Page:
If you have always wanted to stroll back Pakistan’s history with your kids and the text books looked way too boring, then i have JUST THE RIGHT PLACE for you which i am sure many of you would be unaware of. A hidden treasure, a ‘big deal’ kind of a museum right in the heart of the city to tickle the fancy of kids and adults alike.

As a student, i was an ardent lover of ‘Pakistan History’ as a subject. Loved time-travelling to peek into those partition days or have a mini-crush on the ever cool, heroic personality of ‘Jinnah Baba’. So naturally it didn’t take me longer than a couple of seconds to fall in love with THIS place. I did wish though that they thought of building it when we were studying history, would have made the struggles of many students easier.
In our times, the only way you could relate to the country’s history was either through the text books or JINNAH the movie. (Good old NAFDEC days )

But what made me think that a history museum was a right place for a 2 year old?

No rocket science involved…. planned the trip as my girl is fascinated by Mr. Jinnah. This fondness towards the father of the nation developed during our routine commutes to the city as little one and i had a chit-chat about the ‘Jinnah landmark’ on Islamabad Highway. I, in an attempt to keep her engaged (me being old school discourage the use of mobiles and ipads inside car) would tell her stories about Jinnah baba. My dramatic utterance of ‘UNITY. FAITH. DISCIPLINE’ always made her laugh. I also believed it was the ‘baba’ connotation that grabbed her attention haha, kids love babas, right? As she grew a bit older, she recognized and pointed towards the landmark herself. Now that she knew Jinnah, she went excited upon randomly spotting Jinnah baba’s picture on currency notes, books, Television etc.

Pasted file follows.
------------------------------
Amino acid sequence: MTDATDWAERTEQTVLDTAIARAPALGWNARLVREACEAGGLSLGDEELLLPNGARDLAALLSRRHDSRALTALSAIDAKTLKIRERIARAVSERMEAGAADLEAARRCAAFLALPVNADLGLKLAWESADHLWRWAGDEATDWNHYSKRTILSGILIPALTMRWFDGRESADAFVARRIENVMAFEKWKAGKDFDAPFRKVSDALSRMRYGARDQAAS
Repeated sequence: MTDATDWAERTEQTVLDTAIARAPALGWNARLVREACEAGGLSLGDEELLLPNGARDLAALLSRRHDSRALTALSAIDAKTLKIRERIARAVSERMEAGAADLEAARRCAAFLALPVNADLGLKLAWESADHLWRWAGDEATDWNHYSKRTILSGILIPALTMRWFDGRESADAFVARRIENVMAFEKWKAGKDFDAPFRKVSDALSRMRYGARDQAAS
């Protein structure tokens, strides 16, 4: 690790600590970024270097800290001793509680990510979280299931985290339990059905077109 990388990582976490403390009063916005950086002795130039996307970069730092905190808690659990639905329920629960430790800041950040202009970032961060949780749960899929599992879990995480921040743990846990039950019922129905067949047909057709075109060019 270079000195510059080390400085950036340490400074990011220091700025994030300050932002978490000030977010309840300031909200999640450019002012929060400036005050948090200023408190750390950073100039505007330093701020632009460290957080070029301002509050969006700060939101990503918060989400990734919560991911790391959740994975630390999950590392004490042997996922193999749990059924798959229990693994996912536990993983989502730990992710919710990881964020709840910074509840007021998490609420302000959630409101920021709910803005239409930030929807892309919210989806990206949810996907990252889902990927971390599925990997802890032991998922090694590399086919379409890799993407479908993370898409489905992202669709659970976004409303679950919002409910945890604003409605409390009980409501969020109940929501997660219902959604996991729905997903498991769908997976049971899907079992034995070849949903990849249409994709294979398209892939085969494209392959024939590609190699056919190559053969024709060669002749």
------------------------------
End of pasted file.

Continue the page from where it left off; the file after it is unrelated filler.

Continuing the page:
The discovery of this super cool museum happened just as randomly as the ‘love for Jinnah’ began. Trolling the places in twin-cities one day, a picture of Quaid’s wax statue grabbed my attention. At first, i thought it was some wailayti (sourced from abroad) picture, but to my astonishment, the details indicated the source as Islamabad. Upon digging deeper, i found out that the Jinnah statue was placed in a museum, situated right in the heart of the city on the top of Shakarparian hills ‘inside’ the famous Pakistan monument.. Surprised right? So was i 🙂

One chilly, overcast afternoon, we headed to the place with quite some average expectations (literally expected to see one life size wax figure there and nothing more ha-ha). I had NO idea that we were up for a wonderfully pleasing and aesthetically brilliant walk down the history.

What does ‘Pakistan Museum’ display?

The museum is broken down into various sections, exhibiting in a chronological order, various periods in Pakistan’s history. There are signboards narrating a very crisp and clear description of each section. The journey begins from Gandhara period displaying beautiful art, architecture and life of Buddhas. Following that, you are taken to 712 A.D when Muhammad bin Qasim introduced Islam in the sub-continent, followed by Ghaznavids, Mughal AND even Sufi era, all in the form of an AH-MAZING display. I couldn’t help but drool over the attention to detail, from clothes to tiles, props to furniture everything was ‘on-point’ and spoke finesse.

Gandhara Civilization

Arrival of Islam in the sub-continent

Attention to detail – Streak of Mughal Architecture

 

Mughal Era